One of my earliest memories from church was the Doxology, singing “Praise God from whom all blessings flow” to the tune of the Old 100th.  I remember the ushers approaching the altar, holding the highly polished collection plates as the nave filled with the sound of reverberating voices. This was also the first piece of church music I learned to play on the piano, and one I played dozens of times at church services when I grew older.  I have since forgotten how to play it, but I will never forget the feeling.

These memories and emotions quickly returned to me as the Stewardship Committee discussed the annual fund campaign, reflecting on the writings of Episcopal priest, writer, and poet, the Reverend Renée Miller:

Gratitude practice is beneficial for every spiritual personality. It is both an internal practice and a practice of ministry. We find our own soul expanding every time we feel and express gratitude, and when we’re grateful, we find that our lives expand as well. Those who are grateful bring grace into the lives of others. Gratitude builds on itself and when we grow in gratitude others grow in theirs. One moment of gratitude leads to another and in the end, we have hearts filled with joy.

This passage transformed my thoughts and feelings about how and why my family will be pledging this year and will continue to share our financial gifts with St. Peter’s. To me, pledges and donations are outward expressions of gratitude for the blessings we receive from God. My family and I feel blessed to belong to the community of St. Peter’s, as I hope you do too. Our response to God’s love and abundance in the form of a financial commitment will help us uphold and realize our Parish Vision.

Please join me, the Vestry and the Stewardship Committee in pledging for this year’s annual fund by Commitment Sunday, November 5.

In faith and with gratitude for life at St. Peter’s,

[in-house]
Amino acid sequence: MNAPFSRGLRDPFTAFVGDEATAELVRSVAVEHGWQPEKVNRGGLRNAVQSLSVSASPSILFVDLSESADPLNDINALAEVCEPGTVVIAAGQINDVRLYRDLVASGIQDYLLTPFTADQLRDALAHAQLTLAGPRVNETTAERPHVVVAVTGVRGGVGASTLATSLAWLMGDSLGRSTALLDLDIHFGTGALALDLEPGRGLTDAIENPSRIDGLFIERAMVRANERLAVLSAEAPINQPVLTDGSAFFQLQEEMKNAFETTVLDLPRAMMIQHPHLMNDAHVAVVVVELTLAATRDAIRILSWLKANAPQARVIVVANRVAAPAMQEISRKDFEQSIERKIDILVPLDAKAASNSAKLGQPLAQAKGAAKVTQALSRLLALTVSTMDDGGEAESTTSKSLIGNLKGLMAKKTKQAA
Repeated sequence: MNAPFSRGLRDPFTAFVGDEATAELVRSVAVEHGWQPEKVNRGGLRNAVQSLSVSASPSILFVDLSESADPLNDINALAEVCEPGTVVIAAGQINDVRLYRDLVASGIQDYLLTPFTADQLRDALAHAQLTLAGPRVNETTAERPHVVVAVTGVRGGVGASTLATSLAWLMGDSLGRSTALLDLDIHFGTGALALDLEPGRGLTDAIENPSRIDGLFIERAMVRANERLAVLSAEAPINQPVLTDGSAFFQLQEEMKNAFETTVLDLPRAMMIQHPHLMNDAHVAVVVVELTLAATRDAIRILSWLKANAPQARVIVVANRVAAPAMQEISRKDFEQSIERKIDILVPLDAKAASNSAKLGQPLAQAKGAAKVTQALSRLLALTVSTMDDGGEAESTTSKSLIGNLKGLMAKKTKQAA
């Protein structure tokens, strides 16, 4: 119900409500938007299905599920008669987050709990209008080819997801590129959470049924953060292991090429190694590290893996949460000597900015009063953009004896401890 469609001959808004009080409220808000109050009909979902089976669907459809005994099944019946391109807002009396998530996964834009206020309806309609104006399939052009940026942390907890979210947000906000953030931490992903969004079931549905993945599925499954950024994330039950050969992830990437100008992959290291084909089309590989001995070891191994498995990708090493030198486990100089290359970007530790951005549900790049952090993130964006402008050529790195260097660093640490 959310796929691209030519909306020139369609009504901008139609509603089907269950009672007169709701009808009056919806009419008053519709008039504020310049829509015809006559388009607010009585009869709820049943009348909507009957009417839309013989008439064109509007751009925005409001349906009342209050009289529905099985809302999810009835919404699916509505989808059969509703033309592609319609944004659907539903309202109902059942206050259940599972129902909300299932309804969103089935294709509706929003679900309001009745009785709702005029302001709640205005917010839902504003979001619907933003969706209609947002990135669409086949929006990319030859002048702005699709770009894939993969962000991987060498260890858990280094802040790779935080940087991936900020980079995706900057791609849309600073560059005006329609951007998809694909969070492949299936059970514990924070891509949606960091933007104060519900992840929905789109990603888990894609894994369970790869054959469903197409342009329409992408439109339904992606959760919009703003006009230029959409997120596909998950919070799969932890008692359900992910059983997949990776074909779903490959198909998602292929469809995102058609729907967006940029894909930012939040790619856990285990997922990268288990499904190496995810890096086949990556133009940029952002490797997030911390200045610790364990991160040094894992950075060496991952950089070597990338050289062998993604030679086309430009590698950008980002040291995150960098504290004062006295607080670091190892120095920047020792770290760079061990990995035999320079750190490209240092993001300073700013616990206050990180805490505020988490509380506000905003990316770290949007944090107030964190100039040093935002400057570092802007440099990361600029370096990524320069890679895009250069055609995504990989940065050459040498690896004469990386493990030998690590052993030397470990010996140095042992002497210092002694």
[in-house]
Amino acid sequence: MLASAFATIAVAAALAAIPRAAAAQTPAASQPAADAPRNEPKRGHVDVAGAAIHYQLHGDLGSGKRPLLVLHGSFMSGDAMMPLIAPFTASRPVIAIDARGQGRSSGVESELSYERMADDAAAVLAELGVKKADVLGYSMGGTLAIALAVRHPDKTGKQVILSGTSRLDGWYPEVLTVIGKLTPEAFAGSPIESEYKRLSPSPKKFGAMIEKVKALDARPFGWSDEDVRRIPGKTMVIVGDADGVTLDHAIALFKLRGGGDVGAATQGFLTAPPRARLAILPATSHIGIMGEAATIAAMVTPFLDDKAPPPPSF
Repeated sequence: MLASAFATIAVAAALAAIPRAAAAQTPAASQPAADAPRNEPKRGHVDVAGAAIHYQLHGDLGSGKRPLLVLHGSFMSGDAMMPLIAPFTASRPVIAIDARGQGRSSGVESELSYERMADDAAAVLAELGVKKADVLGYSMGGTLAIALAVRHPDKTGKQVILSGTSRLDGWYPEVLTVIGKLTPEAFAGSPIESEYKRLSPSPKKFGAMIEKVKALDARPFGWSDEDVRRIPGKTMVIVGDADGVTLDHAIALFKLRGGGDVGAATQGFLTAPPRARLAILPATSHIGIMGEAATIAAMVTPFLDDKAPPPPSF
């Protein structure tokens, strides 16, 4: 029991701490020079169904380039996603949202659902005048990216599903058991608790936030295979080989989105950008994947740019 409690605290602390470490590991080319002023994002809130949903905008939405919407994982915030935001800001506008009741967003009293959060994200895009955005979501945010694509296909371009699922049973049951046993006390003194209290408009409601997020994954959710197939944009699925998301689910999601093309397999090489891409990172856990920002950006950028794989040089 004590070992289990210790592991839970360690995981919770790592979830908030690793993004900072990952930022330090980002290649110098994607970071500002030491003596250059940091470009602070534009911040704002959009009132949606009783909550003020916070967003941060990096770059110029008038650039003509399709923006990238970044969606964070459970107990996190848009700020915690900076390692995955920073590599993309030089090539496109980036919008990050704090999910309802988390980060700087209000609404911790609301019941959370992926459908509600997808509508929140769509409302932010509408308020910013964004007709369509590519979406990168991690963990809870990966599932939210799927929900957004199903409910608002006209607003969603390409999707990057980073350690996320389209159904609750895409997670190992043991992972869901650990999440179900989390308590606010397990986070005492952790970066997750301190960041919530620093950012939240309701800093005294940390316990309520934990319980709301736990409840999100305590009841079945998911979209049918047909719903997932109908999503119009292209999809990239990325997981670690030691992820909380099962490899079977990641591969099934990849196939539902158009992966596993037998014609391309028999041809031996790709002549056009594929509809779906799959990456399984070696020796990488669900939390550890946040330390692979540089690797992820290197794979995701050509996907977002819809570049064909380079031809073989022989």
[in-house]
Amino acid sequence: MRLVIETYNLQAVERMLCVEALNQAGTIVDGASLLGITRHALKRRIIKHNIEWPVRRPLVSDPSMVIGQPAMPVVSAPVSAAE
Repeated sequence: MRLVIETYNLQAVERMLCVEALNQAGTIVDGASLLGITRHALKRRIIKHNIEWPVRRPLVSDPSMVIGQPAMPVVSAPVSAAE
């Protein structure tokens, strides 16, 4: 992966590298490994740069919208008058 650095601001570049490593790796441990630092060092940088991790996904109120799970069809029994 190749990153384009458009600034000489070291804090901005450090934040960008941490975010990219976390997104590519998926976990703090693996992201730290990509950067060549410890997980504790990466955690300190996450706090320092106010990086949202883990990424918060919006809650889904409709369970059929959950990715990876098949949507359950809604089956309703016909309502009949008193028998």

Jay Norton, Annual Fund Chairman

Give Thanks For What God Gives

Welcome to the new program year! This is always an exciting time, gearing up for Adult and Children’s Formation, Holy Chow, and preparing for the Annual Fund. The St. Peter’s staff has worked diligently over the summer to get the building and grounds ready and to plan the Fall 2017 schedule.

I walked through the Church at 7:15 a.m. last Friday on my way to open the front door in preparation for Morning Prayer. It was peaceful and still, so I decided to sit. Memories came flooding back from when I was a little girl sitting on the second row in between my Mom and Dad during the service at Midway United Methodist Church. The preacher, Joe Warner, was a big man and at times it was though I could feel his breath on me when he stood in front of us. He liked to step down from the pulpit to get close to the pews and take long pauses while looking intently at us, or maybe placing his hand on someone’s shoulder. As a little girl, I didn’t always know what he was talking about but I knew it was important and that the space was sacred to all who came through the doors.

As an adult, I still look forward to Sundays of because of what they represent to me and my life. It’s a time to slow down, spend time together, and give thanks for what God has given me.

One way to make the most of this program year is to sign up for Realm, www.onrealm.org, the new program that will help you communicate with your groups, RSVP for events, manage your giving, update your profile information, view the Church directory, “Holy Faces,” and more.

Please contact me if you need assistance (ldixon@st-peters.org, 704-749-6142).

Leigh Dixon, Parish Administrator

A Parochial Playground

It is hard for me to believe that my time as the Parish intern at St. Peter’s will come to a close at the end of October. Seeing school supplies on the shelves in the stores reminds me that summer is coming to an end and we are rounding the corner of yet another season.

I, too, am coming into another season on a personal level as I reflect on what it has meant to be part of the St. Peter’s parish community for the last nine months.

When Fr. Ollie and I met before I came to St. Peter’s, we decided to view my time as a “parochial playground.” I would have the opportunity to spend time on different pieces of the playground equipment (different areas of parish life) to see how that played into my growth within the church. As the season starts to change, I encourage everyone to think about what new part of the St. Peter’s playground you may like to explore. You never know who you may meet there or what opportunities for growth you may discover!